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Judge Dismisses Suit by Antigay Houston-Area Pastors

Gilmore and Parker
Judge Gilmore and Mayor Parker

Mayor Annise Parker did not interfere with the pastors' constitutional rights during the HERO battle, the judge rules.

A federal judge has dismissed a lawsuit brought by conservative Houston-area ministers against outgoing Mayor Annise Parker in an attempt to win damages and recover legal fees from an earlier suit.

The Houston Area Pastor Council had alleged that Parker and her administration violated the group's constitutional rights by rejecting its petition to put the LGBT-inclusive Houston Equal Rights Ordinance before voters (city officials said many petition signatures were invalid, so the valid signatures fell short of the number needed) and by issuing subpoenas (later withdrawn) to some ministers, seeking content of their sermons, as the city was building its defense in the previous suit.

But the pastors' group failed to establish any constitutional violations, and in any case does not have standing to sue, as four of the five named plaintiffs do not even live in Houston, U.S. District Judge Vanessa Gilmore ruled December 1, Towleroad reports.

Ballot initiatives and referendums, Gilmore wrote in her dismissal order, "are mechanisms of direct democracy and are not compelled by the Constitution of the United States." She added, "Restrictions on referendum petitions do not implicate the federally protected right to vote." The plaintiffs have also "not alleged any facts that, if true, would constitute a violation of any other constitutional rights."

Additionally, while Gilmore's order did not go into this, the plaintiffs have achieved the goal of their petition, as HERO was rescinded by voters in the November 3 election. A lower court had upheld the city's rejection of the petition, but the Texas Supreme Court reversed that decision last summer and ordered the city to either repeal HERO or put it before voters. Houstonians supported repeal by a wide margin after HERO opponents put together a transphobic ad campaign, claiming the law would enable predatory behavior by men posing as women in order to enter women's restrooms and locker rooms. Even though this is a soundly debunked argument, it worked with voters.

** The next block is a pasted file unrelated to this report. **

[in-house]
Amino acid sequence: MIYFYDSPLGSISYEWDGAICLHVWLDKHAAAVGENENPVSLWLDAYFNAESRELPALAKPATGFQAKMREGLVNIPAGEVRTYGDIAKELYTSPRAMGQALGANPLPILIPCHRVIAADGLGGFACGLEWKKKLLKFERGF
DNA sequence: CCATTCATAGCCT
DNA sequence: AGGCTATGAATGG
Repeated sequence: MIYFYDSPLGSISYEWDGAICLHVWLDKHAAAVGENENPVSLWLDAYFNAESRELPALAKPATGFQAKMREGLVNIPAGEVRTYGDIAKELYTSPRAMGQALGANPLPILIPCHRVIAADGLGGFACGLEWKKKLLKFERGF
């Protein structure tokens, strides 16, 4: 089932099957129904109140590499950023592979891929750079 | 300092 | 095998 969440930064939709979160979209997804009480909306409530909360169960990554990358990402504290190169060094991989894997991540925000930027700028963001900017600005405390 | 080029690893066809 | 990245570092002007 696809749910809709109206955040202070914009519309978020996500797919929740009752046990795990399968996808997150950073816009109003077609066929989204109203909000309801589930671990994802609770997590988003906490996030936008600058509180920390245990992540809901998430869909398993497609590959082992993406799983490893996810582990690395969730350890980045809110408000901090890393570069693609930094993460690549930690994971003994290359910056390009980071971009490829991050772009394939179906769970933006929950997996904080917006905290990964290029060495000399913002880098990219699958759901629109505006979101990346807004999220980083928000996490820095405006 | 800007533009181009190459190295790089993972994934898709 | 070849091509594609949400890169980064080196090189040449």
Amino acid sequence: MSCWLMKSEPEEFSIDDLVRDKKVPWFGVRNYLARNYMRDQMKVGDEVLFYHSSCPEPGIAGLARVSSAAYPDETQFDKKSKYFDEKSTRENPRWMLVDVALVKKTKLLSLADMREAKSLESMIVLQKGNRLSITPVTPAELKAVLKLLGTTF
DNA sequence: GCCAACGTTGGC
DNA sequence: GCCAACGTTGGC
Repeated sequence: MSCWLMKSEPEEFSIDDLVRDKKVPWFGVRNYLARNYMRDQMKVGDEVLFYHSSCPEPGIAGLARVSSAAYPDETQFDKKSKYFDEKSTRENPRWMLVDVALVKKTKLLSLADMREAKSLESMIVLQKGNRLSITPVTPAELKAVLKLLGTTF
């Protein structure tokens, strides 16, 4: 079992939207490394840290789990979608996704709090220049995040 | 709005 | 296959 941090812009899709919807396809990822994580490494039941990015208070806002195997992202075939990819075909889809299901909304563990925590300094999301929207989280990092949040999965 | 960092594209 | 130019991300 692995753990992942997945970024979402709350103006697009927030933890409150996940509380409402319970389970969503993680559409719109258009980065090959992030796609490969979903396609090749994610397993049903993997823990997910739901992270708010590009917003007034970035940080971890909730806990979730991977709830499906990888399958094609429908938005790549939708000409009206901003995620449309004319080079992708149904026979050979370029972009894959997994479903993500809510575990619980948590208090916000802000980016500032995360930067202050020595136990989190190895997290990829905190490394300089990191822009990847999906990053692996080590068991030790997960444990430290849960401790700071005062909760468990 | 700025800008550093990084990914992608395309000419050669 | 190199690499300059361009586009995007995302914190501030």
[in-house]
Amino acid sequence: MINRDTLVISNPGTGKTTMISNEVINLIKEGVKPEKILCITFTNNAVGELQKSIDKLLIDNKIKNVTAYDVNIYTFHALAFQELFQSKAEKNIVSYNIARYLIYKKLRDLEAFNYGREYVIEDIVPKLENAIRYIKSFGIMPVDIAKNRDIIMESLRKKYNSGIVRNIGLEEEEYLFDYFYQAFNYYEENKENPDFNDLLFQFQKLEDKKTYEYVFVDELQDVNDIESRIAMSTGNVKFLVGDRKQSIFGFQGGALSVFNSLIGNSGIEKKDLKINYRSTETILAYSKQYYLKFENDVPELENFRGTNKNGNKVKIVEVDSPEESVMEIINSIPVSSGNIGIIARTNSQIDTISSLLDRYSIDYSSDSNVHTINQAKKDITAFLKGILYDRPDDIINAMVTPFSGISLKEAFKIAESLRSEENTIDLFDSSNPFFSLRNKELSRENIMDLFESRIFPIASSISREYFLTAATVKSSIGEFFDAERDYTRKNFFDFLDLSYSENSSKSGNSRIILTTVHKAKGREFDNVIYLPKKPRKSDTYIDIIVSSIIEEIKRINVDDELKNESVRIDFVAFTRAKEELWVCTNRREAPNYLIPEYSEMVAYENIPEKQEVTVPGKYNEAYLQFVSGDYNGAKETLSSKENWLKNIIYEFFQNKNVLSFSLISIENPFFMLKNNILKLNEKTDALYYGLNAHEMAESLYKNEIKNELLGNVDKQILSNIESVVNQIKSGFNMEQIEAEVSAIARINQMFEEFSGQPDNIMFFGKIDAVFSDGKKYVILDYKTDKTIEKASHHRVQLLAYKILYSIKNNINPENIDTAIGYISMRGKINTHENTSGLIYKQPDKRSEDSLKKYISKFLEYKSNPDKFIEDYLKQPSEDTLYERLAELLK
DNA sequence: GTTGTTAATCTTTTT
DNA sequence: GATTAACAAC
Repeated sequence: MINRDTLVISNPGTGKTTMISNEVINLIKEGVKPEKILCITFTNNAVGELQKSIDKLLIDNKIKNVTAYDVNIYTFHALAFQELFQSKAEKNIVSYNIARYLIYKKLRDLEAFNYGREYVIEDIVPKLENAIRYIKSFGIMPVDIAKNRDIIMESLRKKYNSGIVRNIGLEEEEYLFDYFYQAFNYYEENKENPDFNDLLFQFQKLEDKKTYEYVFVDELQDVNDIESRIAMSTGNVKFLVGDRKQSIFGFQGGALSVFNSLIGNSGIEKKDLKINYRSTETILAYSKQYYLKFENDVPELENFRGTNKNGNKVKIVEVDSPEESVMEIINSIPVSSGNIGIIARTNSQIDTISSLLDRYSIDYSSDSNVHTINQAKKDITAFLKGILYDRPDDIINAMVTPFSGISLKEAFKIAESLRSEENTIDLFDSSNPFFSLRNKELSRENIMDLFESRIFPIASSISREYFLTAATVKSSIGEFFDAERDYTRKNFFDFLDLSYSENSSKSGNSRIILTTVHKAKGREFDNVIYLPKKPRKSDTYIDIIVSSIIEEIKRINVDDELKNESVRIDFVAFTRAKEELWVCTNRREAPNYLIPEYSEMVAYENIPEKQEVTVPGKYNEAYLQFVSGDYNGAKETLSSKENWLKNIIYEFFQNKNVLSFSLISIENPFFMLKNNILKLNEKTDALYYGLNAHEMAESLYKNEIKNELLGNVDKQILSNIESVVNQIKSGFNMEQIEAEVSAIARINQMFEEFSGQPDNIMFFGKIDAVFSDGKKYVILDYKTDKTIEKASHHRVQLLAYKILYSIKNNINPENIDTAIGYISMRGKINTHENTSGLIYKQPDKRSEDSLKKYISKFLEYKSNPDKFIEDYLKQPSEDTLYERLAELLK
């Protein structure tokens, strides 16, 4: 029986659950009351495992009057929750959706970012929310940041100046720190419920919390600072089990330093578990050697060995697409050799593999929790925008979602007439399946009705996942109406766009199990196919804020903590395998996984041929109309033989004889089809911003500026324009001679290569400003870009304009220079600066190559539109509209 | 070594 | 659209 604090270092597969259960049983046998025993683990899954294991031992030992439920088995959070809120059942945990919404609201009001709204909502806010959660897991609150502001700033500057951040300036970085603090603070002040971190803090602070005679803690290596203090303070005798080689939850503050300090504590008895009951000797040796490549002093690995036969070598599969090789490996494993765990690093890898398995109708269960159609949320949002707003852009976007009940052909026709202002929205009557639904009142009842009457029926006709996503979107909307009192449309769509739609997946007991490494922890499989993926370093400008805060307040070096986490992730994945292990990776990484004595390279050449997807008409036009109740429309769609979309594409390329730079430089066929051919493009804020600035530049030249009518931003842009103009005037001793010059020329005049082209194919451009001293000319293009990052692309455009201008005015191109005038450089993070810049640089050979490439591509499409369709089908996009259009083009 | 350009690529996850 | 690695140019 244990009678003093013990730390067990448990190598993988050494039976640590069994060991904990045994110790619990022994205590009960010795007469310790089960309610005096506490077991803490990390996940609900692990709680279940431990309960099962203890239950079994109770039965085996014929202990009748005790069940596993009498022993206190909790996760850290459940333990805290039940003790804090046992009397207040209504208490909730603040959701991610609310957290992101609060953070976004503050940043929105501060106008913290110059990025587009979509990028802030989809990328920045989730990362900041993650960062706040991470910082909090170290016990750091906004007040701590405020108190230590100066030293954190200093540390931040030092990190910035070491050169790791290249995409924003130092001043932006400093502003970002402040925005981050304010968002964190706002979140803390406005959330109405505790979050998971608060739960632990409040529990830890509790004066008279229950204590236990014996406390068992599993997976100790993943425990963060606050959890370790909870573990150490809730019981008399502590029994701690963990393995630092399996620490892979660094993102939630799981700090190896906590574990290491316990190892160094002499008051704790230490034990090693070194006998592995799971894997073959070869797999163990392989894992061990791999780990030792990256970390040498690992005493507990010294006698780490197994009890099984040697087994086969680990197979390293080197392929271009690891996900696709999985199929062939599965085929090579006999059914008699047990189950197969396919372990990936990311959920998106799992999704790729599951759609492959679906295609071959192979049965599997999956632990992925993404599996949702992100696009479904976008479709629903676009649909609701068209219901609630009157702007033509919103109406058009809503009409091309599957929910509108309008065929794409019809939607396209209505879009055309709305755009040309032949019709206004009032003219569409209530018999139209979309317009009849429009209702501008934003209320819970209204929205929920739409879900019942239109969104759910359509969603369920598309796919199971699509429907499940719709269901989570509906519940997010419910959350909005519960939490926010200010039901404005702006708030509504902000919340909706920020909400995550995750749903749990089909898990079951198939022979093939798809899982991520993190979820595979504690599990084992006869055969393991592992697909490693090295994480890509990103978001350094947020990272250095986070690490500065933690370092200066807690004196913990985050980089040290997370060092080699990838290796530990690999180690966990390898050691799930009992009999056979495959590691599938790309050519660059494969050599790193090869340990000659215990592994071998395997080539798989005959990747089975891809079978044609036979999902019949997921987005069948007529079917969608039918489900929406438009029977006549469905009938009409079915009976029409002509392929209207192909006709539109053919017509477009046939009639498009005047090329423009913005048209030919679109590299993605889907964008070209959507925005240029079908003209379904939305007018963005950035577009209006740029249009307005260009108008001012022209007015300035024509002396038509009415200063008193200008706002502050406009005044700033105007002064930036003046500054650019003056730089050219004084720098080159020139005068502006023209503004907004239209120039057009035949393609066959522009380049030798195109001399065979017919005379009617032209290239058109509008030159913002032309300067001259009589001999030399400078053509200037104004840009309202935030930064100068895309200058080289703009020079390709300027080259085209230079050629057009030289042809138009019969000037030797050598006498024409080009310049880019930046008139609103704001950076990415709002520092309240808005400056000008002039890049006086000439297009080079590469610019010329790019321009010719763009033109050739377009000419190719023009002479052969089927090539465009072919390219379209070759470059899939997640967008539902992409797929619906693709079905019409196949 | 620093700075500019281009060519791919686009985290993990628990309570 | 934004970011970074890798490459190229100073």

The pastor council is now considering an appeal of Gilmore's dismissal. In a press release, members described the subpoenas as "raw intimidation" and "Chicago-style corruption." They also questioned Gilmore's objectivity because she was appointed by President Bill Clinton, and accused her of wanting to get rid of their case before a new mayor, who might be willing to settle with the pastors, takes office. Parker is term-limited and leaves office at the end of the year. The pastors are discussing their options with their lawyer, Andy Taylor, according to the release.

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